A couple of these signs were put up on the backs of beach huts that face onto the prom. It is to cover all bases from a Local Authority Health & Safety point of view. Toward the bottom it says, ‘Consider wearing a helmet and wearing conspicuous clothing’. One of the gratifying things I’ve noticed since I moved to Worthing is that, not only is there an above average amount of cyclists in the town, but hardly any of them wear helmets or high-viz. Sheffield Cycle Chic came down to the seaside earlier on this year and this fantastic post of happy cyclists in Worthing is well worth a look.

I just like the fact that they put shared use signs on everything, historical or otherwise! As I write this, I can happily report that there have been no  incidences, serious or minor. Every time I take a stroll along the prom [in fairer weather] I only see happy cyclists mixing it up with pedestrians, wheelchair users and mobility scooters. A cycle hire firm has opened up at the eastern end and Councillors have reported that they are doing very good business indeed.

The Eastern end of the prom is being developed and will link the prom with the Worthing to Brighton stretch of National Cycle Network Route 2. Our campaign group was even consulted on the design! NCN 2 is a Sustrans route that is supposed to stretch right the way along the South Coast (Folkestone to Penzance I believe). And that is where we shall stop before we get maudlin again.

Why People In The UK Don’t Cycle No 3 – DANGER!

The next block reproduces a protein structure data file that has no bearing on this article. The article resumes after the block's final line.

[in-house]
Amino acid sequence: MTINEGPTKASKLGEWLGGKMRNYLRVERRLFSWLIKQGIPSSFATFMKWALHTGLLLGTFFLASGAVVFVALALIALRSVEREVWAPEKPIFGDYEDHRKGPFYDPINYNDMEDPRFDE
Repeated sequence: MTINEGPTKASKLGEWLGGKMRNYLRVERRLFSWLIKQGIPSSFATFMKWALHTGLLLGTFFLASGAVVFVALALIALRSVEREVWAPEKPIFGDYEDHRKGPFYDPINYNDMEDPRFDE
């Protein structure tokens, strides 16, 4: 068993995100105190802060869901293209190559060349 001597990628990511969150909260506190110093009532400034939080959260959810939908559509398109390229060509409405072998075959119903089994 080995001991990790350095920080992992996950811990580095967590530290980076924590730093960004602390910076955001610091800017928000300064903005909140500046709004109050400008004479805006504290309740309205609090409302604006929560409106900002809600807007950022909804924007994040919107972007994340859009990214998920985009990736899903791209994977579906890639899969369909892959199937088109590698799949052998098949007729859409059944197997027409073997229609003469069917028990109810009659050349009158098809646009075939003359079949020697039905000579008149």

The Guildford school run

According to Wikipedia, a ‘Parallel universe or alternative reality is a self-contained separate reality coexisting with one’s own….Fantasy has long borrowed the idea of “another world” from myth, legend and religion. Heaven, Hell, Olympus, Valhalla are all “alternative universes” different from the familiar material realm’. I would also like to tentatively add cycling.

To seasoned cyclists, the World of cycling is a vast one. It’s a World of touring, mountain biking, commuting and racing. Of hybrids, recumbents, fixed wheels, hub gears, single speeds, drop bars, carbon, steel and child seats. Of Bromptons and Moultons and old classic Bikertons. Of segregation, integration, helmets, high viz and ‘cycle chic’. All of this is passionately discussed and debated on cycling websites, forums, blogs, twitter accounts and the good old printed press.

But take just one small side step away from that World, and the average Briton can be happily and totally ignorant of cycling for the rest of their lives. It doesn’t take a lot to make that side step; just looking at the busy roads around where they live usually does it. And then going indoors.

If you were to walk up to a non-cyclist in the street with a clipboard and, once you’ve convinced them that you’re not after any money, ask them why they don’t cycle, the main reason will be that the roads are too dangerous.

And that is where you should conclude your survey.

You could lead them to all sorts of statistics. You can point out that the health benefits of cycling outweigh the dangers. But the same can be said for running with the Bulls in Pamplona – If you run through the streets as a large group, you achieve a critical mass so when the Bull goes charging in only a small percentage get injured.

You could ask them to consider the fact that by driving, they are part of the problem. But the majority of Britons are happy not to ‘rock the boat’, to be a part of the silent majority whilst silently praying that the cost of motoring doesn’t escalate too much. Many would love to cycle, they really would. But they simply don’t know how to start or who to ask for advice or they simply haven’t got the time. And besides, the roads are too dangerous.